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The Impact of Demand Response on Energy Consumption and Economic Welfare

Papers

Estimating the impact of last winter's Demand Flexibility Service (DFS) on energy demand and economic welfare, and measuring the impact of changing notification period and incentive level on demand reduction.

smart meter energy flexibility

Overview

Last Winter, National Grid ESO called upon UK households for the first time to reduce their energy consumption during peak periods and to provide resilience to the grid during times of supply scarcity. In a series of “flexibility events”, suppliers paid customers a small amount to reduce demand during set time windows. Centre for Net Zero has used this opportunity to perform large-scale statistical analyses of the behaviour of the 700,000 Octopus customers who participated in this ‘Demand Flexibility Service’ (DFS).

Key findings

1. Domestic consumers can provide meaningful demand side response
40% reduction from those who sign up and opt in to an event, and a 10% reduction associated with those customers simply invited to take part. Overall effects are comparable to a small power plant’s production – 1642 MWh demand reduction in total, over 14.5 hours – demonstrating the DFS can provide grid-scale flexibility.

2. Overall, we see positive welfare benefits relative to the costs
Between £1.05 and £2.6 for every £1 spent, depending on benefits quantified, which indicates a positive impact relative to the costs involved, when considering environmental impacts and reducing the risk of lost load (e.g. blackouts). The DFS could increase its value when targeted at cases in which there is a high chance of lost load.

3. Notice period makes a difference
Customers still reduce demand with shorter notice than the typical ‘day-ahead’, but effects are about a quarter lower. Operators and providers should iterate design options for optimal participation, while maximising cost-effectiveness and flexibility provided.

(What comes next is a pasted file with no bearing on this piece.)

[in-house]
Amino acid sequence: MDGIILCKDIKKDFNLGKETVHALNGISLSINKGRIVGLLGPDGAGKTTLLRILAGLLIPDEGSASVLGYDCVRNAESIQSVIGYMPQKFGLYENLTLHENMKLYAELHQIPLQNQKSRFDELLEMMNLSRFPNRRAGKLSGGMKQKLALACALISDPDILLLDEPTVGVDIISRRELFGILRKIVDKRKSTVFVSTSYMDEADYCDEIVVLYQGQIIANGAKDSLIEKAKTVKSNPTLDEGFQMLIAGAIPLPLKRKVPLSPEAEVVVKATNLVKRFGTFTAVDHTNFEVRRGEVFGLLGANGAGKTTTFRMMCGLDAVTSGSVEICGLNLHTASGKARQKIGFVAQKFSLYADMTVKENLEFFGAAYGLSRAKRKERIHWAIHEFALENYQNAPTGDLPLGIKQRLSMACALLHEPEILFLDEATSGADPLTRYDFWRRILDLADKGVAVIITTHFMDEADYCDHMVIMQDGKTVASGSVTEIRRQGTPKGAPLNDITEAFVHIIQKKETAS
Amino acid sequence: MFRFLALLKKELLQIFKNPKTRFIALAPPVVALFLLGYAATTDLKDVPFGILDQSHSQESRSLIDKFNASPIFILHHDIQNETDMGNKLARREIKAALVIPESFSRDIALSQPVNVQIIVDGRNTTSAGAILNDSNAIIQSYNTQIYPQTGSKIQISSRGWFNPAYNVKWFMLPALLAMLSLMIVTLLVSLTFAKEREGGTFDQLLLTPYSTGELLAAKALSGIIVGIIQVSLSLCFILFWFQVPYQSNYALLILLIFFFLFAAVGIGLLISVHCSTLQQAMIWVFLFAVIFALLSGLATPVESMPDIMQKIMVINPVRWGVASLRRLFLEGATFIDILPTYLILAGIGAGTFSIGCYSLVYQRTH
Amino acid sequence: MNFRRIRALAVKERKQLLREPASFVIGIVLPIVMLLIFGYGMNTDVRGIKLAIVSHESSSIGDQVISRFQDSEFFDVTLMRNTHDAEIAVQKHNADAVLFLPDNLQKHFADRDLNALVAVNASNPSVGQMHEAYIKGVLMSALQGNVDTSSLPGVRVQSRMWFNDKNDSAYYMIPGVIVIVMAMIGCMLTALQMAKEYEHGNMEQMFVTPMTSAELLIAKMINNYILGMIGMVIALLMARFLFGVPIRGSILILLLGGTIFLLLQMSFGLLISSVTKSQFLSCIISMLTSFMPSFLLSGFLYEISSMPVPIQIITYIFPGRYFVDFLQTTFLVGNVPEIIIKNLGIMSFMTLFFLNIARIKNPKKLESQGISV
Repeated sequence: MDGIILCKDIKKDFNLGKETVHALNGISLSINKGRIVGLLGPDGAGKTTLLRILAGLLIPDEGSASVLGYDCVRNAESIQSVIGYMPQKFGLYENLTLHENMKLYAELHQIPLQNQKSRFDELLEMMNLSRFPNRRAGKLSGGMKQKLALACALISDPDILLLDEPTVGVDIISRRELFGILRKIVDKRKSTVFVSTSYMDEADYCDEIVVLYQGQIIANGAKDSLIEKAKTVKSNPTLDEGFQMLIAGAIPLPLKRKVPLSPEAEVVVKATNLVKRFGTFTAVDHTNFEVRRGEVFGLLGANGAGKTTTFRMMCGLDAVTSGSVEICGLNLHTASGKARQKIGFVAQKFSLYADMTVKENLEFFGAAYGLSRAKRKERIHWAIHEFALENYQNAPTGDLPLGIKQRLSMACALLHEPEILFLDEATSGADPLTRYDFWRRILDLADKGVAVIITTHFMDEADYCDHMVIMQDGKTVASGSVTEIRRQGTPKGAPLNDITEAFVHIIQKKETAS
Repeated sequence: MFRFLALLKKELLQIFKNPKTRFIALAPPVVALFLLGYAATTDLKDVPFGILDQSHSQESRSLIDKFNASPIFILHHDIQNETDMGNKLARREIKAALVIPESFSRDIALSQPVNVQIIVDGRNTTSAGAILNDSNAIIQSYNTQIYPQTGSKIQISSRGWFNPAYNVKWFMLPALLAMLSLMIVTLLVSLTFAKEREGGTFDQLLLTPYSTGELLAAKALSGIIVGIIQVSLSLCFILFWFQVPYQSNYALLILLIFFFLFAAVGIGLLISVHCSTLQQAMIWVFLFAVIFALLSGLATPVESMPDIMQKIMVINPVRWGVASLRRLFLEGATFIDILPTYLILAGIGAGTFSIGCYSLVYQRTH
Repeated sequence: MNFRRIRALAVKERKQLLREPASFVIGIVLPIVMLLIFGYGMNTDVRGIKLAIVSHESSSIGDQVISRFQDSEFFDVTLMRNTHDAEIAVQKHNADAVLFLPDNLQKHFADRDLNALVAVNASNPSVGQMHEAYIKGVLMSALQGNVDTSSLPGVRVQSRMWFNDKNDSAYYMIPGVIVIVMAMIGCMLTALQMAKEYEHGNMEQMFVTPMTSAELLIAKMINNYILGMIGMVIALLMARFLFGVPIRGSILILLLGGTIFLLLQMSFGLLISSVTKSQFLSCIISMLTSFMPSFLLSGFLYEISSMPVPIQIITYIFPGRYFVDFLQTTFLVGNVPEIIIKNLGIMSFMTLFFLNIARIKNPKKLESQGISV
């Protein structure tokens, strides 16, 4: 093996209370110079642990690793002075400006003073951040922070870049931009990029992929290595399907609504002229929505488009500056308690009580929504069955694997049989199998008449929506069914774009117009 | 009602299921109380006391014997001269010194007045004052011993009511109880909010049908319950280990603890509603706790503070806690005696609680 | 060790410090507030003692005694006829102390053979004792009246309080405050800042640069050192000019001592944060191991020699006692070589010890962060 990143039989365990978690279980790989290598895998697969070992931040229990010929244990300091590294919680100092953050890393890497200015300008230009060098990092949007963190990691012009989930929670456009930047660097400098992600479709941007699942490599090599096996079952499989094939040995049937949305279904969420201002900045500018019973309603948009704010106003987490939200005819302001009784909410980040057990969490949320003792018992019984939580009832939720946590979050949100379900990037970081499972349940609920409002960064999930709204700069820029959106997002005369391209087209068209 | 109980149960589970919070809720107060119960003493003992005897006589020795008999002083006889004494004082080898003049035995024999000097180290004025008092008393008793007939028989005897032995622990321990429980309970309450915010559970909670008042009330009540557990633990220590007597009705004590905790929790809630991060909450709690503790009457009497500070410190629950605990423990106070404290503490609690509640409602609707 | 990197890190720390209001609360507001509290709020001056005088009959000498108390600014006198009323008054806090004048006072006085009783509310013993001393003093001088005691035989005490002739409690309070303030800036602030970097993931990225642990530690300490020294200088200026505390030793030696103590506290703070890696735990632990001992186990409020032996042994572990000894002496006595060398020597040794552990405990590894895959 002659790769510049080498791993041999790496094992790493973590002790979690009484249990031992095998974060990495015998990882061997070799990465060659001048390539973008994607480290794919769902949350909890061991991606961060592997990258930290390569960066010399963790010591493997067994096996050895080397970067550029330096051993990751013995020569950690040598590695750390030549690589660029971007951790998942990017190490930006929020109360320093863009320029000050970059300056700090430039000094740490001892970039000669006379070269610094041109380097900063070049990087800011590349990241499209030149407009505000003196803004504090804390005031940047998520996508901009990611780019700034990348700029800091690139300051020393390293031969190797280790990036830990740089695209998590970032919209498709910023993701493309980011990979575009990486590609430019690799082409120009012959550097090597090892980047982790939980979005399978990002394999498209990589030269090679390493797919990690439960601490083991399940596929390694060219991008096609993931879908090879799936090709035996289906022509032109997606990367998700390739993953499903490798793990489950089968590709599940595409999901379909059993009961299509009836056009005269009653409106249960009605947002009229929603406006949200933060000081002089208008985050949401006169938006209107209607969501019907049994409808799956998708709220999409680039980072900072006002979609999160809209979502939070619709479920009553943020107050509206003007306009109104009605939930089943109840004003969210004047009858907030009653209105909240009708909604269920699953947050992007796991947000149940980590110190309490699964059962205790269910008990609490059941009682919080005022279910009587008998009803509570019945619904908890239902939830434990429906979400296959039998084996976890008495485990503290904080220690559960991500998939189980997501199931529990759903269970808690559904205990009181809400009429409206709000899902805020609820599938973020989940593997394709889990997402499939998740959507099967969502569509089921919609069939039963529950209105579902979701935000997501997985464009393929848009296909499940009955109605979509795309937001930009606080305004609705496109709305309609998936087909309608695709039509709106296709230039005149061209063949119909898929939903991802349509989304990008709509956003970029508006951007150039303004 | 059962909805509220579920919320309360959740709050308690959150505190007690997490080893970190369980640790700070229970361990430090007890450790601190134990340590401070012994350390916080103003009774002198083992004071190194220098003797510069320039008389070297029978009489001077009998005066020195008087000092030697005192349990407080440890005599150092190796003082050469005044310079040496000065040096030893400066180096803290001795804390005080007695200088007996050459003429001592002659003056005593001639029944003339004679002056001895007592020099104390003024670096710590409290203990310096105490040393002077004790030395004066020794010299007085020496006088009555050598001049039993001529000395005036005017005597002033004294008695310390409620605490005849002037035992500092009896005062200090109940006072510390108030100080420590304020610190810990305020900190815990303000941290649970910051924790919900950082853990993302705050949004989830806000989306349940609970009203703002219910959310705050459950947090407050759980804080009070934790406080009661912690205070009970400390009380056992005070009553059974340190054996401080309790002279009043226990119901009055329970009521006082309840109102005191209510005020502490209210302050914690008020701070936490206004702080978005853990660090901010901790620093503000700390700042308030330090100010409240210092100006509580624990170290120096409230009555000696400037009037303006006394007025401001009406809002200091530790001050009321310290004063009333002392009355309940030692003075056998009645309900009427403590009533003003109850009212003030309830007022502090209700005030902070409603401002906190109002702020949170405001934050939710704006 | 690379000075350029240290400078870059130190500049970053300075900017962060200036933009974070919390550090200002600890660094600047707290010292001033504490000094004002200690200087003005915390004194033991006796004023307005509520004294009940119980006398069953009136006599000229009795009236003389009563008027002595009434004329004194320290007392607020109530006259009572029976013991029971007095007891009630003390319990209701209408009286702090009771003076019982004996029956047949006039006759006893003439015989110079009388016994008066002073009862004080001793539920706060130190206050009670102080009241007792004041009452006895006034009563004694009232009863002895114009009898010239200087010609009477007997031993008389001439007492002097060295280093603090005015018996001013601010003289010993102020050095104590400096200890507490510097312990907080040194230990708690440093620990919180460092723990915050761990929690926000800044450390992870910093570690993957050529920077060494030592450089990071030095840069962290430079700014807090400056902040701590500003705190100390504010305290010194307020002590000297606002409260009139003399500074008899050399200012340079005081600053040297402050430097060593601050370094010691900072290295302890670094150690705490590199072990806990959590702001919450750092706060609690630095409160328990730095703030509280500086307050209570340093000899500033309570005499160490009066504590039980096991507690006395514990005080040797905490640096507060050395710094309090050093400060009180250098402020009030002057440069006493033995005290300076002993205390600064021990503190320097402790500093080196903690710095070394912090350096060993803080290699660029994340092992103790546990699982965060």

4. We see meaningful demand response from all consumers, but those on smart tariffs and living in less deprived areas are slightly more likely to take part and reduce consumption somewhat more
While all consumers benefit from reduced system costs, this underscores the need to expand flexibility to a wider set of consumers and avoid groups being “locked out”. There was no relationship between demand reduction and a home’s energy efficiency or region of the UK.

5. Accurate baselining methodologies are key
Our analysis shows the importance of improving how National Grid ESO and flexibility providers measure customer flexibility. As we transition to a system characterised by high amounts of sustained intelligent demand, industry methodologies need greater accuracy. To this end, Centre for Net Zero is leading research to develop and standardise higher accuracy ‘baselining’ methodologies with other industry stakeholders. 

Results of six flexibility events (17.00-18.00 or 17.30-18.30)

You can read the full working paper by clicking ‘read online’ on the right hand side of this page.

Centre for Net Zero will be conducting further in-depth analysis of the DFS in the UK this winter, as well as similar flexibility events in other markets internationally, to build our understanding of the role and design of such services in the energy system.

 

Related work

General purpose models & tools
Quantifying Demand Flexibility: Towards a Standardised Approach to Baselining
Outlining a potential set of common principles for quantifying demand flexibility, considering the value of different methods and calling for a standardised approach to baselining in future. A collaboration between Centre for Net Zero, Enedis, Enel X and National Grid Electricity Distribution and Octopus Energy.
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The Impact of Demand Response on Energy Consumption and Economic Welfare
Estimating the impact of last winter's Demand Flexibility Service (DFS) on energy demand and economic welfare, and measuring the impact of changing notification period and incentive level on demand reduction.
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